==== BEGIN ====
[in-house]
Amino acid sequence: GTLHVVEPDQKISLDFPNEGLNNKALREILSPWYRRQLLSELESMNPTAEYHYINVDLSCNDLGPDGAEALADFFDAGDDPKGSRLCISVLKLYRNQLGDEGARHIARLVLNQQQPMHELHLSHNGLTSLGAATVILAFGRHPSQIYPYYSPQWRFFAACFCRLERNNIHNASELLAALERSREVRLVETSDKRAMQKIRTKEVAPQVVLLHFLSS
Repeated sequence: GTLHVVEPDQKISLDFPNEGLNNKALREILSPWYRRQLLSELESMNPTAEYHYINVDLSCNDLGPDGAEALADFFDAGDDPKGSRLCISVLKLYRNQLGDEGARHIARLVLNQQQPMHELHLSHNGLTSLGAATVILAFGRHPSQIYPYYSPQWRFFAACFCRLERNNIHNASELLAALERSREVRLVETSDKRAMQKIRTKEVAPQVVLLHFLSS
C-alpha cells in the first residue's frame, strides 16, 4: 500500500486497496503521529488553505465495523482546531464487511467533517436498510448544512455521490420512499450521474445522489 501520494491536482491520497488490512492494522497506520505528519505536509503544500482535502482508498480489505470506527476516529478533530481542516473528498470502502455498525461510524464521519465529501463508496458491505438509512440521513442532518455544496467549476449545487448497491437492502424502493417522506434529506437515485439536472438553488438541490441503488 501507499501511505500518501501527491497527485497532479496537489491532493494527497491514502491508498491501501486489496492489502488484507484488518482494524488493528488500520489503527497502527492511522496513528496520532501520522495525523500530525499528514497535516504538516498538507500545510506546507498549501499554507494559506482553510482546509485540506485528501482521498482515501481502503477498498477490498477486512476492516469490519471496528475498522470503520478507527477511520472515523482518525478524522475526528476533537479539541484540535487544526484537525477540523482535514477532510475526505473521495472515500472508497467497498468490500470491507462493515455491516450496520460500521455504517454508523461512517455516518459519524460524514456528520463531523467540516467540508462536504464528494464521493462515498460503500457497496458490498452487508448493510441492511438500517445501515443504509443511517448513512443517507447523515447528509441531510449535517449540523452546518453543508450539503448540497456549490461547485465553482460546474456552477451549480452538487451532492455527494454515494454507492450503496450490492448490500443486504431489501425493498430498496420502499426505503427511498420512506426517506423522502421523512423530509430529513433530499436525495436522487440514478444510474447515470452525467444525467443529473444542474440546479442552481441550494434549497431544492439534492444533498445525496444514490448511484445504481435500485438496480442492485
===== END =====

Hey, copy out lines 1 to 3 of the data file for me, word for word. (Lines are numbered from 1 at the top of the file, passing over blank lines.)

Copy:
[in-house]
Amino acid sequence: GTLHVVEPDQKISLDFPNEGLNNKALREILSPWYRRQLLSELESMNPTAEYHYINVDLSCNDLGPDGAEALADFFDAGDDPKGSRLCISVLKLYRNQLGDEGARHIARLVLNQQQPMHELHLSHNGLTSLGAATVILAFGRHPSQIYPYYSPQWRFFAACFCRLERNNIHNASELLAALERSREVRLVETSDKRAMQKIRTKEVAPQVVLLHFLSS
Repeated sequence: GTLHVVEPDQKISLDFPNEGLNNKALREILSPWYRRQLLSELESMNPTAEYHYINVDLSCNDLGPDGAEALADFFDAGDDPKGSRLCISVLKLYRNQLGDEGARHIARLVLNQQQPMHELHLSHNGLTSLGAATVILAFGRHPSQIYPYYSPQWRFFAACFCRLERNNIHNASELLAALERSREVRLVETSDKRAMQKIRTKEVAPQVVLLHFLSS